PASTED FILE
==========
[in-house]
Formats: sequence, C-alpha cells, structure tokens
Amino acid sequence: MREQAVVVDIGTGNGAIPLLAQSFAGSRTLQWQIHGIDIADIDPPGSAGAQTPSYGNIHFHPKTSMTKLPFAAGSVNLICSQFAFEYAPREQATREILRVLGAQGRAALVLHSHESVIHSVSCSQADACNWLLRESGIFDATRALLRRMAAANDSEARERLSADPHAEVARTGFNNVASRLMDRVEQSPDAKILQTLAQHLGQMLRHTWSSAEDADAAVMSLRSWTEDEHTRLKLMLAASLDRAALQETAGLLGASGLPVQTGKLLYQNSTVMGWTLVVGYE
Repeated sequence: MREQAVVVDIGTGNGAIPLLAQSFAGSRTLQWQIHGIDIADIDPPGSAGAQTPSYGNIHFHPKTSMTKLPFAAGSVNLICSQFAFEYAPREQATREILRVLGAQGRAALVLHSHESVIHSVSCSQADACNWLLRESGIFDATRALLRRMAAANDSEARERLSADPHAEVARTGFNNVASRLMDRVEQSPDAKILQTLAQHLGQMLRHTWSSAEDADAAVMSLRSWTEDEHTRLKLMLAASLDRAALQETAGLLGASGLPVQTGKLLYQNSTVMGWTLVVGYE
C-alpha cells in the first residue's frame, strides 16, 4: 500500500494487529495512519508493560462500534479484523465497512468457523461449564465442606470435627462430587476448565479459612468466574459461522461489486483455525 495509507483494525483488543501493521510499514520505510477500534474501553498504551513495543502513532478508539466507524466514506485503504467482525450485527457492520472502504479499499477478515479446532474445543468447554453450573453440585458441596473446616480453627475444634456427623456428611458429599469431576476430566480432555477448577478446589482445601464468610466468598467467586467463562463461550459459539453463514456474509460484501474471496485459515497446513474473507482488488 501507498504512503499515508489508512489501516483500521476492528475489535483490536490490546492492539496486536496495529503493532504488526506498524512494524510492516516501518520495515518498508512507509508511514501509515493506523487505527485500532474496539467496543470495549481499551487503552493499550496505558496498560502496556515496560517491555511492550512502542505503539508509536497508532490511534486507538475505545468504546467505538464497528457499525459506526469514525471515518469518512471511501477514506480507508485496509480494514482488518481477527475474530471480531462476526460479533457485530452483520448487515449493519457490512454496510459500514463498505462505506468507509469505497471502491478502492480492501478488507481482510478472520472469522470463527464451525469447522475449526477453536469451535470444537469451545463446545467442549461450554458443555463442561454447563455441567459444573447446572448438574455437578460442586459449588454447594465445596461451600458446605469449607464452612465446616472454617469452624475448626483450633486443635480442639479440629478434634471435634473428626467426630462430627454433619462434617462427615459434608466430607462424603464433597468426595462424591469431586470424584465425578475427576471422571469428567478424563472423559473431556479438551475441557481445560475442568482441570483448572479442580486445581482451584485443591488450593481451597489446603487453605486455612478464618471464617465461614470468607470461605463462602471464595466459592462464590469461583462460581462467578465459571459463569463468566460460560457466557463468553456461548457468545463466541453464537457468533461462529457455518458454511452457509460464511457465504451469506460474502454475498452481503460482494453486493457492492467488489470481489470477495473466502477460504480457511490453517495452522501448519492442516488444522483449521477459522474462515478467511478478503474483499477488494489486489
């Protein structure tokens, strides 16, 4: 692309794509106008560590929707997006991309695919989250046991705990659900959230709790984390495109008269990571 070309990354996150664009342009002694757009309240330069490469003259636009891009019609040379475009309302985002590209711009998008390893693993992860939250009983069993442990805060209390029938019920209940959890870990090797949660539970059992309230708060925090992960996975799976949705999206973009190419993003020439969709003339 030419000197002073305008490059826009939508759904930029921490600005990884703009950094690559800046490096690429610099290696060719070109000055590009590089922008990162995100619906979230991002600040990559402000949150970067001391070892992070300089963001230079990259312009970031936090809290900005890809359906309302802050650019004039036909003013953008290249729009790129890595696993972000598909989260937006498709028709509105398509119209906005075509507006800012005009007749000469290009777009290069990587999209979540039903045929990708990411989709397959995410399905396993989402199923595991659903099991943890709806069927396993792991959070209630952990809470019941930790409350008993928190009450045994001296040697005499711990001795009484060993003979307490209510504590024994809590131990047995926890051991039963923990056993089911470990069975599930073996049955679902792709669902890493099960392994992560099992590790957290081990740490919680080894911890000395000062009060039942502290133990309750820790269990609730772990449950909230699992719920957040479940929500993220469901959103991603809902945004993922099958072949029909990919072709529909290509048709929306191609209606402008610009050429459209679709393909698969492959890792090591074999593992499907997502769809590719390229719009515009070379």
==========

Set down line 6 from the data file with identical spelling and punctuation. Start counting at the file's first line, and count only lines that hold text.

């Protein structure tokens, strides 16, 4: 692309794509106008560590929707997006991309695919989250046991705990659900959230709790984390495109008269990571 070309990354996150664009342009002694757009309240330069490469003259636009891009019609040379475009309302985002590209711009998008390893693993992860939250009983069993442990805060209390029938019920209940959890870990090797949660539970059992309230708060925090992960996975799976949705999206973009190419993003020439969709003339 030419000197002073305008490059826009939508759904930029921490600005990884703009950094690559800046490096690429610099290696060719070109000055590009590089922008990162995100619906979230991002600040990559402000949150970067001391070892992070300089963001230079990259312009970031936090809290900005890809359906309302802050650019004039036909003013953008290249729009790129890595696993972000598909989260937006498709028709509105398509119209906005075509507006800012005009007749000469290009777009290069990587999209979540039903045929990708990411989709397959995410399905396993989402199923595991659903099991943890709806069927396993792991959070209630952990809470019941930790409350008993928190009450045994001296040697005499711990001795009484060993003979307490209510504590024994809590131990047995926890051991039963923990056993089911470990069975599930073996049955679902792709669902890493099960392994992560099992590790957290081990740490919680080894911890000395000062009060039942502290133990309750820790269990609730772990449950909230699992719920957040479940929500993220469901959103991603809902945004993922099958072949029909990919072709529909290509048709929306191609209606402008610009050429459209679709393909698969492959890792090591074999593992499907997502769809590719390229719009515009070379």